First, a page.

Reading Le Ton beau, I was bombarded with memories of poems that had struck me hard and slain me. These poems were not prose-with-line-breaks, nor were they poems based on complex, but invisible, math.   They were kissing cousins to every one of human history's ceremonies, rites and traditions. They were not only beautiful messages, but beautiful mediums. And sometimes--oh infidel!--function followed form. 

My scattered reading in philosophy, psychology, neuroscience, and evolutionary biology has been enough to convince me of the existence of a universal (though not Platonic) human nature. Isn't this what I have always held that great poetry speaks to? To ignore the innate appeal of rhythm, rhyme, and repetition would be to ignore a major aspect of beauty in poetry--and, in fact, to ignore the nature of beauty and the human desire for it in the first place. 

I am surprised at this swing-around in my own opinion; I have always thought that I loved only the intellectual in poetry. All of this is not to say that I am abandoning blank- and free-verse, that Milosz and Hughes are dead to me. It is only to say that I think there is an unmysterious reason why Dylan Thomas's "Do Not Go Gentle" cuts as close as it does. How on earth will I incorporate it into my own work? Where much of contemporary poetry demands only unfettered feelings or salty descriptions, formal poetry demands technical skill. 

And I must continue later in a second post, because I am also recently enamored with technical skill, and from there a host of other issues open up. Bear with me.


Oh Anglo-Saxon

Thus, after the eradication of Latin and Greek derivatives:

"For most of its being, mankind did not know what things are made of, but could only guess. With the growth of worldken, we began to learn, and today we have a beholding of stuff and work that watching bears out, both in the workstead and in daily life.

The underlying kinds of stuff are the firststuffs, which link together in sundry ways to give rise to the rest. Formerly we knew of ninety-two firststuffs, from waterstuff, the lightest and barest, to ymirstuff, the heaviest. Now we have made more, such as aegirstuff and helstuff.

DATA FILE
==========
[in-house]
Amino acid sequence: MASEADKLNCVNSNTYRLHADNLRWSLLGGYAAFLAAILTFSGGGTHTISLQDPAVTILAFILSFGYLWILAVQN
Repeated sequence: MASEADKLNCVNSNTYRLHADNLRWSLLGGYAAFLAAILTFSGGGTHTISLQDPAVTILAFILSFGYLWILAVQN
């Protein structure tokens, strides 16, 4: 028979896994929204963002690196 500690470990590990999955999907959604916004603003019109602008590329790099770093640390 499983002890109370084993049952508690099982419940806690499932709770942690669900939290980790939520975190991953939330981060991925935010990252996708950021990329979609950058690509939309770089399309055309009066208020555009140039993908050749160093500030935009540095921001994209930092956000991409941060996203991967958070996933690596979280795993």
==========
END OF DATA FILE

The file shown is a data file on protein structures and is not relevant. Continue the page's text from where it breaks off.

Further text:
The firststuffs have their being as motes called unclefts. These are mighty small: one seedweight of waterstuff holds a tale of them like unto two followed by twenty-two naughts. Most unclefts link together to make what are called bulkbits. Thus, the waterstuff bulkbit bestands of two waterstuff unclefts, the sourstuff bulkbit of two sourstuff unclefts, and so on. (Some kinds, such as sunstuff, keep alone; others, such as iron cling together in chills when in the fast standing; and there are yet more yokeways.) When unlike unclefts link in a bulkbit, they make bindings. Thus, water is a binding of two waterstuff unclefts with one sourstuff uncleft, while a bulkbit of one of the forestuffs making up flesh may have a thousand or more unclefts of these two firststuffs together with coalstuff and chokestuff.

At first it was thought that the uncleft was a hard thing that could be split no further; hence the name. Now we know it is made up of lesser motes. There is a heavy kernel with a forward bernstonish lading, and around it one or more light motes with backward ladings. The least uncleft is that of everyday waterstuff. Its kernel is a lone forwardladen mote called a firstbit. Outside it is a backwardladen mote called a bernstonebit. The firstbit has a heaviness about 1840-fold that of the bernstonebit. Early worldken folk thought berstonebits swing around the kernel like the Earth around the Sun, but now we understand they are more like waves or clouds."

- Poul Anderson, from "Uncleftish Beholding"